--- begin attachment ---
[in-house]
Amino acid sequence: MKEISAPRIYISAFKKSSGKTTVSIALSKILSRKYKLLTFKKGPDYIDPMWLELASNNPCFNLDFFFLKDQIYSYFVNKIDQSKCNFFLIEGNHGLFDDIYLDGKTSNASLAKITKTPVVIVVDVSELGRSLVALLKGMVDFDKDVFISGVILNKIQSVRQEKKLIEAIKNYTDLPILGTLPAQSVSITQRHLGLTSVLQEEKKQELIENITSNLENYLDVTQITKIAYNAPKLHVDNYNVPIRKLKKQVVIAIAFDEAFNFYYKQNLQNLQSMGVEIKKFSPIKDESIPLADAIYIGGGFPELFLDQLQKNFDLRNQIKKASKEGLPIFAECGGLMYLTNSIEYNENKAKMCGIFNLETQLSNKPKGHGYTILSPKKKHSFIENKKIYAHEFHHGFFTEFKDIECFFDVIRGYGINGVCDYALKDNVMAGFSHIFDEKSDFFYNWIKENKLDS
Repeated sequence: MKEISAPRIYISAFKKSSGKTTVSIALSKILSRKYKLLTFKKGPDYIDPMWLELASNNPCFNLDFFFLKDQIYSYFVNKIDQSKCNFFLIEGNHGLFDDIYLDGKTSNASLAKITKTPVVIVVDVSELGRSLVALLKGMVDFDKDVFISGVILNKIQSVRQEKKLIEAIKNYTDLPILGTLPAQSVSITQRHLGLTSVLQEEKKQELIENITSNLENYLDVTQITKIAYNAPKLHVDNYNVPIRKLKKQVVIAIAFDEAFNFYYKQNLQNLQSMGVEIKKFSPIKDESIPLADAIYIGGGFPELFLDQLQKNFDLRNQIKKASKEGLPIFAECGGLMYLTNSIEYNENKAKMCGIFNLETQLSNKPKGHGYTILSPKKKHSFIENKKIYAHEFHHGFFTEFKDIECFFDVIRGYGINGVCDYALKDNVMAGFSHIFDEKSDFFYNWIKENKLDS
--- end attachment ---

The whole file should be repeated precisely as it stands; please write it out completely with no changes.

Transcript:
[in-house]
Amino acid sequence: MKEISAPRIYISAFKKSSGKTTVSIALSKILSRKYKLLTFKKGPDYIDPMWLELASNNPCFNLDFFFLKDQIYSYFVNKIDQSKCNFFLIEGNHGLFDDIYLDGKTSNASLAKITKTPVVIVVDVSELGRSLVALLKGMVDFDKDVFISGVILNKIQSVRQEKKLIEAIKNYTDLPILGTLPAQSVSITQRHLGLTSVLQEEKKQELIENITSNLENYLDVTQITKIAYNAPKLHVDNYNVPIRKLKKQVVIAIAFDEAFNFYYKQNLQNLQSMGVEIKKFSPIKDESIPLADAIYIGGGFPELFLDQLQKNFDLRNQIKKASKEGLPIFAECGGLMYLTNSIEYNENKAKMCGIFNLETQLSNKPKGHGYTILSPKKKHSFIENKKIYAHEFHHGFFTEFKDIECFFDVIRGYGINGVCDYALKDNVMAGFSHIFDEKSDFFYNWIKENKLDS
Repeated sequence: MKEISAPRIYISAFKKSSGKTTVSIALSKILSRKYKLLTFKKGPDYIDPMWLELASNNPCFNLDFFFLKDQIYSYFVNKIDQSKCNFFLIEGNHGLFDDIYLDGKTSNASLAKITKTPVVIVVDVSELGRSLVALLKGMVDFDKDVFISGVILNKIQSVRQEKKLIEAIKNYTDLPILGTLPAQSVSITQRHLGLTSVLQEEKKQELIENITSNLENYLDVTQITKIAYNAPKLHVDNYNVPIRKLKKQVVIAIAFDEAFNFYYKQNLQNLQSMGVEIKKFSPIKDESIPLADAIYIGGGFPELFLDQLQKNFDLRNQIKKASKEGLPIFAECGGLMYLTNSIEYNENKAKMCGIFNLETQLSNKPKGHGYTILSPKKKHSFIENKKIYAHEFHHGFFTEFKDIECFFDVIRGYGINGVCDYALKDNVMAGFSHIFDEKSDFFYNWIKENKLDS